- The Parliamentary and Health Ombudsman has published findings of its review into the communication of women’s state pension increases
- Investigation probed complaints that since 1995 the Department for Work and Pensions (DWP) had failed to provide “accurate, adequate and timely information about changes to the state pension age for women”
- The Ombudsman concluded that the DWP did not adequately respond to research in 2004 which recommended information should be “appropriately targeted”
- Unclear whether this ruling will eventually result in affected women being compensated by the Government
Tom Selby, senior analyst at AJ Bell, comments:
“The WASPI nest will undoubtedly be poked once again by this Ombudsman ruling.
“Millions of women were affected by increases in their state pension age originally put forward in the 1995 Pensions Act.
“It was reasonable for these women to expect the Government to provide as much information as possible to communicate changes which would have such a profound impact on their retirement plans.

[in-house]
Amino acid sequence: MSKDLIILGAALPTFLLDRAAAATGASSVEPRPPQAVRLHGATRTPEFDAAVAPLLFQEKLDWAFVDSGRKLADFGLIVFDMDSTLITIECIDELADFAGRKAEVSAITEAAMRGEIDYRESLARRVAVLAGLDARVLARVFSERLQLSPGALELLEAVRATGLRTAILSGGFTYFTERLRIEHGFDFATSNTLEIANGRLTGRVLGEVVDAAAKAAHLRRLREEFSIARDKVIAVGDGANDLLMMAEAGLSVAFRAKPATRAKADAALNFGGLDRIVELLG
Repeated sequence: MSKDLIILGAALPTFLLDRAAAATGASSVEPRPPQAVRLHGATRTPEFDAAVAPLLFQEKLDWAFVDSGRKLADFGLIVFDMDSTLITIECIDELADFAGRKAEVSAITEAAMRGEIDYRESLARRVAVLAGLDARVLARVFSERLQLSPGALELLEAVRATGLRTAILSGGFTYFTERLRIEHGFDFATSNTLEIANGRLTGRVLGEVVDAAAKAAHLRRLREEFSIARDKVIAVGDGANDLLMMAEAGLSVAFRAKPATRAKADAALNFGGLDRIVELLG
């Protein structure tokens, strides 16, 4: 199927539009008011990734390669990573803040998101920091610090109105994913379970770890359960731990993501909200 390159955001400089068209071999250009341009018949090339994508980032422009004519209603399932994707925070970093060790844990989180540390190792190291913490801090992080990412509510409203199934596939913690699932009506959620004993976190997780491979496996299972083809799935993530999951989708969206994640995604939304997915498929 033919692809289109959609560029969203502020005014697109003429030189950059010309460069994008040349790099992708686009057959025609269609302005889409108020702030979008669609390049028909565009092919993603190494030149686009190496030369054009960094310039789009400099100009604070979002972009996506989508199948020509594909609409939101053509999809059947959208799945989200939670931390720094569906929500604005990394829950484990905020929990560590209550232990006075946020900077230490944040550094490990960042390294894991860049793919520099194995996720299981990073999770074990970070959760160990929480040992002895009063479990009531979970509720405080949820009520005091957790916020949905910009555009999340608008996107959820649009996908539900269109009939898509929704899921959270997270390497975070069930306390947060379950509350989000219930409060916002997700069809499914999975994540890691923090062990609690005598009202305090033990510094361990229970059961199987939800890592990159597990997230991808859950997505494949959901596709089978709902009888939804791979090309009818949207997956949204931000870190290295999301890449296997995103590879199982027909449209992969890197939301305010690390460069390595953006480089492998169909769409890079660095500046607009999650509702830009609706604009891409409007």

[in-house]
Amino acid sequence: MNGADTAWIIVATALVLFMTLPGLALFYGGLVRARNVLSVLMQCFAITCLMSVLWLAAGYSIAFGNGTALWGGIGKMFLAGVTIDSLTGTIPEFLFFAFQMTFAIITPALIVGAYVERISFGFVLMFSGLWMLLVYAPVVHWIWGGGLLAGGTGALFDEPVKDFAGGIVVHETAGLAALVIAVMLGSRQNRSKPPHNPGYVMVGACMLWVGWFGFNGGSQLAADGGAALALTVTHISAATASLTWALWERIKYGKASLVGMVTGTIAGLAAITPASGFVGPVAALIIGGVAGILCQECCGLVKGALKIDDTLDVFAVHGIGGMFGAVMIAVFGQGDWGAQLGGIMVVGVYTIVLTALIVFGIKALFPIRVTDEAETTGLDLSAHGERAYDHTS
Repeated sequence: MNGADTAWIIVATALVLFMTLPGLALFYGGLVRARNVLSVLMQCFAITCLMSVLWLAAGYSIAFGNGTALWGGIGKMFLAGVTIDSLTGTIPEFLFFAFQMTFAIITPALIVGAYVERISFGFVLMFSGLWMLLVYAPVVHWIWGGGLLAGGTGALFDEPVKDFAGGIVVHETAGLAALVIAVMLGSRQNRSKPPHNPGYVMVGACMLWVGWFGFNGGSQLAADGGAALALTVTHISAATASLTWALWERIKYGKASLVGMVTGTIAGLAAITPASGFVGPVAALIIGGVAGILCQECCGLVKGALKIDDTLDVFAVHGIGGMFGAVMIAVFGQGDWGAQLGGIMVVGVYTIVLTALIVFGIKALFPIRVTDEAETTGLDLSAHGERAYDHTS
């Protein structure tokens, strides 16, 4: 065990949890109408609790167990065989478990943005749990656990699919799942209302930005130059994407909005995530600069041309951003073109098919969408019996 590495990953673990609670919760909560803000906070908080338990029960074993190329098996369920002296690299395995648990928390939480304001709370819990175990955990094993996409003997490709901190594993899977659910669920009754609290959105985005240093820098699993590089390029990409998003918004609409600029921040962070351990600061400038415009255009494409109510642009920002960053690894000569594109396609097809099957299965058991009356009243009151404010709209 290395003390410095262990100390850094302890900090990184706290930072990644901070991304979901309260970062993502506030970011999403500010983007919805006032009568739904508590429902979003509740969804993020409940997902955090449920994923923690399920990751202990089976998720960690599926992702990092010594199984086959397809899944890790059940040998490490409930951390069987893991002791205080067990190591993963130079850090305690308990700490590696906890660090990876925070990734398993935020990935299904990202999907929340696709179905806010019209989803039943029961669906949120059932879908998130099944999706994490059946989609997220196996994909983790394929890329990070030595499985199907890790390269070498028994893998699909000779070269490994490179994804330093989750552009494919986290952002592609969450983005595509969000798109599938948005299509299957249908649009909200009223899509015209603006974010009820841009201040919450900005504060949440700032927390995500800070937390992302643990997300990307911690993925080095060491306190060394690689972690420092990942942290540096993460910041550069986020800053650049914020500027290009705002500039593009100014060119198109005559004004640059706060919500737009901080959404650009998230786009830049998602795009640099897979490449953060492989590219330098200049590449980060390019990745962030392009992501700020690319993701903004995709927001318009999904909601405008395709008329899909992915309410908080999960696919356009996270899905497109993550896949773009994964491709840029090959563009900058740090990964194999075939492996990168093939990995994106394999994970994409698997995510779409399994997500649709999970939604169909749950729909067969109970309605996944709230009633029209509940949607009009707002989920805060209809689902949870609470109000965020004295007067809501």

“While the Ombudsman found the information provided between 1995 and 2004 was accurate and of a reasonable standard, those affected have every right to be angry that evidence provided to the DWP in 2004 that improvements to communications could be made was not acted on swiftly.
“What we still don’t know is what, if any, compensation will be provided to women as a result of this finding. The Ombudsman now plans to look at the impact this injustice had, which will undoubtedly lead to more pressure for a resolution.
“Given the parlous state of UK finances, calls in some quarters to compensate women affected in full – which could amount to six years of state pension payments – are likely to fall on deaf ears.”